The federal Fair and Accurate Credit Transaction Act (FACTA) of 2003 says businesses that negligently or purposely allow employees’ or customers’ personally identifiable data to fall into the wrong hands can face fines of up to $2,500 per infraction. The law considers each identity stolen as an infraction, so that fine could add up fast.
But FACTA may be a slap on the wrist compared with the various state laws signed in recent years.
In the past four years, 45 states and the District of Columbia have enacted a total of 169 separate laws dealing with identity theft. Many of those hold employers to a higher standard than the federal law. And those laws often protect state citizens regardless of where they work or where their data are stored. Some recent examples:
New Jersey’s Identity Theft Prevention Act requires employers to notify all affected consumers of any security breach that may have exposed their identifying information. Failure to do so is punishable by a $3,000 perviolation fine. Again, one person equals one violation. New Jersey also requires employers to destroy unneeded information in a timely fashion.
Pennsylvania’s Breach of Personal Information Notification Act, like other state laws, lists the specific personal information items that employers must protect, including Social Security numbers, credit card numbers and driver’s license numbers.
Arizona’s new law prohibits anyone from requiring personal information to be transmitted over the Internet in an unencrypted form.
Texas now requires bars and restaurants to post signs warning employees that it’s a felony to use customers’ credit card numbers without their approval.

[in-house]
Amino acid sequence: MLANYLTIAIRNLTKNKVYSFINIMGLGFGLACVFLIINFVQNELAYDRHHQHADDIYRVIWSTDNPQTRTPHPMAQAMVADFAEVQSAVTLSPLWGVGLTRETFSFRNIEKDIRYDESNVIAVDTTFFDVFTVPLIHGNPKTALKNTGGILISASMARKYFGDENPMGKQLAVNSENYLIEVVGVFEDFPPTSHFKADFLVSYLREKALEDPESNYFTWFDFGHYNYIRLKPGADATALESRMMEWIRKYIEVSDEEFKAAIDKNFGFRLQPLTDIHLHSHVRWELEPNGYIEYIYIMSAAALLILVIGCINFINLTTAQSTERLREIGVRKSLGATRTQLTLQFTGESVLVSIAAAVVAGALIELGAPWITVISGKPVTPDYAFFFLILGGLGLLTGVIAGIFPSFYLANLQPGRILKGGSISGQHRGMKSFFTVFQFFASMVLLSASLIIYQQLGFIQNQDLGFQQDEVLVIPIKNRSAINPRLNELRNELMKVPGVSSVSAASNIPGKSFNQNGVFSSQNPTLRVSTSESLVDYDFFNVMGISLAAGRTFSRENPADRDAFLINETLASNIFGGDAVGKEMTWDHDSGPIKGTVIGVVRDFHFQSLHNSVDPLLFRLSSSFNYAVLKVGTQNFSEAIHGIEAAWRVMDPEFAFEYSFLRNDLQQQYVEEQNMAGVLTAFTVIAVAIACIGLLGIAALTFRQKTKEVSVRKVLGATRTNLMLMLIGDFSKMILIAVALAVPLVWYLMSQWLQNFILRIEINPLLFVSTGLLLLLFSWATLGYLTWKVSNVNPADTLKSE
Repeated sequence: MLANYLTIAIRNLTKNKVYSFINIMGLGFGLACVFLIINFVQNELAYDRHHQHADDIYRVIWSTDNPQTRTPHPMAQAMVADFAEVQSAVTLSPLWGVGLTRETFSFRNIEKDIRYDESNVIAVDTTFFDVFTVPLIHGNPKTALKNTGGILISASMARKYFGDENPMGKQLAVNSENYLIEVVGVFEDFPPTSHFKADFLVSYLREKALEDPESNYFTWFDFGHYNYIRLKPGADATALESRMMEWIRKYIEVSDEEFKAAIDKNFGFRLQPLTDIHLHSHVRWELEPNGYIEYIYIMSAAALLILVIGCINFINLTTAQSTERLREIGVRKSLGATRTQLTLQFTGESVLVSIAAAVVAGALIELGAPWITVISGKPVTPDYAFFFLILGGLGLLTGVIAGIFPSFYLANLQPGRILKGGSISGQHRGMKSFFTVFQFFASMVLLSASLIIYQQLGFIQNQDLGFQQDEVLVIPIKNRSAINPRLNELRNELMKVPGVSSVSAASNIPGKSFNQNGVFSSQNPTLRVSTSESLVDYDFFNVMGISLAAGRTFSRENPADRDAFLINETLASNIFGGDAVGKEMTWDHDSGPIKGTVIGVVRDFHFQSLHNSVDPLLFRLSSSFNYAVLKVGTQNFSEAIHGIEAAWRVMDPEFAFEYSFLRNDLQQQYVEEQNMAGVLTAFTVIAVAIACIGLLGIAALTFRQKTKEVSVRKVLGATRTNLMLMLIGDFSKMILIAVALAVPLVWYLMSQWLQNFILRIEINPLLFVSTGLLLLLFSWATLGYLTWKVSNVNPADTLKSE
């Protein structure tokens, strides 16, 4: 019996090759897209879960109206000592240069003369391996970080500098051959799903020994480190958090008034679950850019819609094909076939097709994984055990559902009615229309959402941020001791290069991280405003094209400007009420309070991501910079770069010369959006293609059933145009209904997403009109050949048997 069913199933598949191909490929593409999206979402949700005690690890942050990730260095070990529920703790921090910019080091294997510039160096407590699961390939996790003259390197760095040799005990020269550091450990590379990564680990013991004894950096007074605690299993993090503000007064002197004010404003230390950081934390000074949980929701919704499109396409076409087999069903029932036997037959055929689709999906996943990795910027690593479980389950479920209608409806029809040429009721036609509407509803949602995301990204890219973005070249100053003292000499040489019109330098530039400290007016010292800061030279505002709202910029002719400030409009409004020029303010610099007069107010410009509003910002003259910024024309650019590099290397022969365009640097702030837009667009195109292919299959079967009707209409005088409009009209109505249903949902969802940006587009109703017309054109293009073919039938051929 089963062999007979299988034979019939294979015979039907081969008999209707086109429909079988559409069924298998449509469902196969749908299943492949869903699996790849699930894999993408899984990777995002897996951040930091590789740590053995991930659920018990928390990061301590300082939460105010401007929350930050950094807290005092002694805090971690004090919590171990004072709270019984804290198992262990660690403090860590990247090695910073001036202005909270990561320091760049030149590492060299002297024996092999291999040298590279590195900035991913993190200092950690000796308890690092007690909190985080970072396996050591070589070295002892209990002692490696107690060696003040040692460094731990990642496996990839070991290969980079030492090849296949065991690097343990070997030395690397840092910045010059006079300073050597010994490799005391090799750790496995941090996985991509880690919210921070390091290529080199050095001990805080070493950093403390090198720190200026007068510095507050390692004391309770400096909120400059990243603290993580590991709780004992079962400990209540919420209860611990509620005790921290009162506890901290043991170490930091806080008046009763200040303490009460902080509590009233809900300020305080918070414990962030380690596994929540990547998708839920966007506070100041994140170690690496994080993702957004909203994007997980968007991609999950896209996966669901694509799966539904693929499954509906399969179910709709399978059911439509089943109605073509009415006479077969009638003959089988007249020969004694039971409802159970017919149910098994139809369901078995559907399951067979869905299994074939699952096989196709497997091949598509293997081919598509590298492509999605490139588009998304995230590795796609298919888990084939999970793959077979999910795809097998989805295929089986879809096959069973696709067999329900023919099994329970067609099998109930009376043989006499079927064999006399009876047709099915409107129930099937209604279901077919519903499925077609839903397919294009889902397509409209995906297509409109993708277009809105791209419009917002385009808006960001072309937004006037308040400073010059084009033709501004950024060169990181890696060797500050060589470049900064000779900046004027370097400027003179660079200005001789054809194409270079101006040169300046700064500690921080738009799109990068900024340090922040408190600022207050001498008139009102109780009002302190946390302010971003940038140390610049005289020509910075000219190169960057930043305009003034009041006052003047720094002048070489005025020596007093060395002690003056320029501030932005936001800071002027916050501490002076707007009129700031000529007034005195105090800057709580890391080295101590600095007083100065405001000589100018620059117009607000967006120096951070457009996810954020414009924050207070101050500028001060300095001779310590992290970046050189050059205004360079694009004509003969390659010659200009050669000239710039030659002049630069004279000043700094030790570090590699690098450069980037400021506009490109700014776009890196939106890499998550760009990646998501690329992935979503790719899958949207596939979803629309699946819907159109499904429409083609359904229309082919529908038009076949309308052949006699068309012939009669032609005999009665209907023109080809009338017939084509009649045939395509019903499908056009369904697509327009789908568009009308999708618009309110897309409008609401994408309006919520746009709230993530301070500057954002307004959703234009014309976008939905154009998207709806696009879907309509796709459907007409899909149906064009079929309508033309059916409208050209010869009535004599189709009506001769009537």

How to comply
Employers can attempt to interpret the crazy quilt of state laws, or they can adopt a gold standard data-security policy that meets the most stringent standards. Security experts suggest that employers chart the flow of personal information through their organization and develop a protection strategy at each station.
For example, employment applications contain sensitive information. Employers should store paper applications in a locked area with limited access. Receive applications over the Internet only through encrypted Web pages.
Employees who handle and process hiring or payroll information should read and sign confidentiality agreements. The agreement should make it clear that employees selling, distributing or even negligently exposing personal information may be subject to criminal prosecution and/or civil litigation.
Protect your organization by tightly screening employees who handle personal information. Thorough background checks can go a long way.
Another risk: removing data from your building. In May, the theft of a Veterans Affairs Department laptop compromised the personal data of 26 million U.S. veterans.
It’s best to make sure employee data stay within your walls. But if you do allow employees to remove personal data—say on laptops—make sure to password-protect and encrypt the data.
If a security breach does occur, don’t try to hide it.
Most state laws say public release of the breach can be delayed if law enforcement officials think it’s best for their investigation.
But most states require you to notify affected employees or customers as soon as law enforcement gives you the green light.
Finally, state laws generally don’t dictate when you should destroy old documents. But some dictate how. The most stringent state laws require that you shred paper documents before discarding them. Electronic records must be erased completely and all duplicate records destroyed.
Example of potential risk: A Los Angeles social services agency was cited for leaving employee records unattended in a public area before disposing of them.
Online resources: Identity theft FACTA: www.privacyrights.org/fs/fs6a-facta.htm. State laws and legislation: www.ncsl.org/programs/lis/privacy/idtheft.htm.
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